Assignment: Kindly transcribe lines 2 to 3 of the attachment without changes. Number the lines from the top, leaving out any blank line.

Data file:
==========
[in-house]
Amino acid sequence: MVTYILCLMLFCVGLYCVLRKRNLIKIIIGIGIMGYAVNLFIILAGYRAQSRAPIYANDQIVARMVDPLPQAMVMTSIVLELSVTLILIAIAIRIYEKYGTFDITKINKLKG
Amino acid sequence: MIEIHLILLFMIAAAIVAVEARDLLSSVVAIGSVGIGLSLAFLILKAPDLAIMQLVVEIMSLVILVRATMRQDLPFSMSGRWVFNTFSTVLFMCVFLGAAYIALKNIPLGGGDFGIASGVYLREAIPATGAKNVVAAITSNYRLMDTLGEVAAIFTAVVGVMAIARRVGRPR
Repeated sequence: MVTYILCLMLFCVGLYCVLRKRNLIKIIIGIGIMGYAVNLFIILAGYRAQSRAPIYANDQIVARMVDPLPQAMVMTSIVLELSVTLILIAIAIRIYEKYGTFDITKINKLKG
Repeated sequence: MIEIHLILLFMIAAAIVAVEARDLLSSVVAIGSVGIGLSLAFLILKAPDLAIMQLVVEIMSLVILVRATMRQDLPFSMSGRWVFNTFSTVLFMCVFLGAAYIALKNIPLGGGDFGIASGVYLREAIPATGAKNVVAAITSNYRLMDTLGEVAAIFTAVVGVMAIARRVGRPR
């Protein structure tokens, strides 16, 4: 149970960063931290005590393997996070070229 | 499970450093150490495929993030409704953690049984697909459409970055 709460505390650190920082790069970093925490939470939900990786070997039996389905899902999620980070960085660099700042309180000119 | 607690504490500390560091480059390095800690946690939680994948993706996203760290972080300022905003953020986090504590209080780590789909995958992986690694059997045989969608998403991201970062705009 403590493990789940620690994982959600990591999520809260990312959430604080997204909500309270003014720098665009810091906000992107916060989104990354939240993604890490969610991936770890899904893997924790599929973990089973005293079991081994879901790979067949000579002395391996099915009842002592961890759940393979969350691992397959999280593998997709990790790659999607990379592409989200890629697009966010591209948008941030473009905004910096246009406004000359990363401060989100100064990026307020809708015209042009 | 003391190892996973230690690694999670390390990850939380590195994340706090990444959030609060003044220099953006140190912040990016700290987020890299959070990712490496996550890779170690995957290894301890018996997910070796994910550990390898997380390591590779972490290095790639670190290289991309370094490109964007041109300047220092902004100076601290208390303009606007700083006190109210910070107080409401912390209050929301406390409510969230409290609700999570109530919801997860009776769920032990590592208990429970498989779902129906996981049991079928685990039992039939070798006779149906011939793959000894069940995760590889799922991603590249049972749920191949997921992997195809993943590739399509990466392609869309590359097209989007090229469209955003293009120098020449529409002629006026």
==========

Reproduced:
Amino acid sequence: MVTYILCLMLFCVGLYCVLRKRNLIKIIIGIGIMGYAVNLFIILAGYRAQSRAPIYANDQIVARMVDPLPQAMVMTSIVLELSVTLILIAIAIRIYEKYGTFDITKINKLKG
Amino acid sequence: MIEIHLILLFMIAAAIVAVEARDLLSSVVAIGSVGIGLSLAFLILKAPDLAIMQLVVEIMSLVILVRATMRQDLPFSMSGRWVFNTFSTVLFMCVFLGAAYIALKNIPLGGGDFGIASGVYLREAIPATGAKNVVAAITSNYRLMDTLGEVAAIFTAVVGVMAIARRVGRPR